It was a desperate, confusing time. I’d hitched my wagon to a star, uprooted my life to chase my dreams back to my hometown. I had seen a shimmering (if rain-soaked) post-graduate school future of career fulfillment, rich sociability, fascinating interests, and wealth (of course). I saw this vision with such clarity I believed all I had to do was go home and the pieces would fall into place. In fact, I remember journaling something along the lines of “this new life is something I feel I can just relax into”, so certain was my hope.
The brilliant sunlight glinting off the Columbia River, the water teeming with people recreating, the golden plains stretching to the horizon seemed to foreshadow the bright future that lay ahead as my boyfriend and I drove west on I-90. We were going home.
Just a couple of hours later the shade of the Cascade Mountains enveloped us as we curved our way through Snoqualmie Pass. We drove across the bottom of a tunnel of Evergreen trees, dense and dark. A deep sense of dread began to spread through me, disguising itself as a stomach ache. I was so out of touch with my feelings in those days, the emotional usually expressed itself physically. I felt off. The glory of my triumphant return home was draining out of me and soon I was on edge. Had I been able to peer into the future at that moment I would have insisted we turn the car right back around for Arizona.
We pulled up in front of our new apartment, a four story 1920’s brick affair in our cherished old neighborhood, exactly the kind of place I’d wanted. It was a soft summer evening, the kind of air Seattleites would crawl across broken glass for in the dead of January. I stepped out of the car and into my new life, and nothing felt right. My sense of foreboding driving through the Pass was spot-on correct. A rough, tough six year grind, sprinkled with bad luck and tragedy began to unfold where my shimmering future was supposed to be. I’m still not sure I’ve fully recovered.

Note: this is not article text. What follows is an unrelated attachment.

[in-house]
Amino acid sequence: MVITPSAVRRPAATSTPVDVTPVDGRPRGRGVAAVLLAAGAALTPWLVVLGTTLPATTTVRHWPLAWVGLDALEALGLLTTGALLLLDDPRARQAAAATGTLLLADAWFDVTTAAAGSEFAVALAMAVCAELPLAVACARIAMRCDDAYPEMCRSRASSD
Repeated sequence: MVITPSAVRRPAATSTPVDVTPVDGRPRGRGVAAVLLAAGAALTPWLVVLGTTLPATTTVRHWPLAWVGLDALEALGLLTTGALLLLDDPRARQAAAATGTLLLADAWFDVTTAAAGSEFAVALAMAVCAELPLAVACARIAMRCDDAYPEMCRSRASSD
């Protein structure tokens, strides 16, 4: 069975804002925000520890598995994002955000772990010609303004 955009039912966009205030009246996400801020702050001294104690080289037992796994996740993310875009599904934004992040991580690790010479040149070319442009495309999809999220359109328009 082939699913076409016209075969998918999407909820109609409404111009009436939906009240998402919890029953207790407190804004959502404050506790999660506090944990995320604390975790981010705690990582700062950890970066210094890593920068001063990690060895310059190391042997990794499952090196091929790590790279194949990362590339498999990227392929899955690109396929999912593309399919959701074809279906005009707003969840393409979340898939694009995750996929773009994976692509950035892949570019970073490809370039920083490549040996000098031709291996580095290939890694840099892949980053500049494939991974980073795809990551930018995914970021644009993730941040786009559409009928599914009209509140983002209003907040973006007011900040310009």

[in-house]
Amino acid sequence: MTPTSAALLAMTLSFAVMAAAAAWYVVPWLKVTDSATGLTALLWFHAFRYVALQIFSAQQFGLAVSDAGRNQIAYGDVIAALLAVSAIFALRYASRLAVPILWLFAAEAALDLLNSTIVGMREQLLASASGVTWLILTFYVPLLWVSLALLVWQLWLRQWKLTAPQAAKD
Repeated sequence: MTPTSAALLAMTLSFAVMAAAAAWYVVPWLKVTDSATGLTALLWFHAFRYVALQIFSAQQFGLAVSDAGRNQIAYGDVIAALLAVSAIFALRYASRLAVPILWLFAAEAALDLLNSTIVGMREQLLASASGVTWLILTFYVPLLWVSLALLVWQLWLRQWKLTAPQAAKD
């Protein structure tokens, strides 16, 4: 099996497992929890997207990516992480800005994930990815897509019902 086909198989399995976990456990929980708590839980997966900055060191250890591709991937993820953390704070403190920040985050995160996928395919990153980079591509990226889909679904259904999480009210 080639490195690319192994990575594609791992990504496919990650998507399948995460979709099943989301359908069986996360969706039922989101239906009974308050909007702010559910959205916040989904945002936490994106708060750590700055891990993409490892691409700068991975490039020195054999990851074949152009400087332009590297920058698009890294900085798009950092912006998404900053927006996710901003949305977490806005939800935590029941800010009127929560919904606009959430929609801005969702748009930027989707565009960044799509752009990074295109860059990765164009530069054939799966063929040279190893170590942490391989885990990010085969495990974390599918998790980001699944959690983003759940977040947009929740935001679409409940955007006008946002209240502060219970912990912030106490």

One year after I arrived home with a whimper, I went back to Arizona to visit, hoping to move there again, and reclaim the future I might have had. It was a time of intense ambivalence, bitterness, and anger. It wasn’t fair how hard things were for us in Seattle. It wasn’t fair that we spent the first four months unemployed, unable to even get an interview anywhere. It wasn’t fair that we had to settle for underemployment at wages we’d made more than as undergrads. It wasn’t fair how expensive everything was and how we were getting into debt just to make ends meet. It wasn’t fair how our other friends, some of whom were less educated than we had gotten good jobs right away. It wasn’t fair how closed off people seemed, and how no one would help us. The litany of unfairness went on and on in my mind until a towering rage built, threatening to consume me.
I went straight to Jenn, my soothsayer, who had illuminated my struggles before. She saw me more clearly in those days than I saw myself, and I knew I could trust her to help me out of this terrible indecision, where one day we were chucking it all and moving to Tucson and the next we were running away to Hawaii. What we weren’t doing was trying to build a positive future where we were. My boyfriend and I were feeding the collective hysteria by sending each other novel-length texts 600 times a day about why we needed to get the fuck out. Jenn would know what to do. Jenn would tell us where to go.
She and I sat quietly on her bedroom floor after I explained the struggle, my voice a high whine, eyes wild. She looked closely at me, and then at the tarot cards she’d arrayed between us. She was silent, reviewing the images the deck revealed, checking their meanings against my synopsis. Finally, she spoke. There’s not even anything here for the buzzards to pick clean.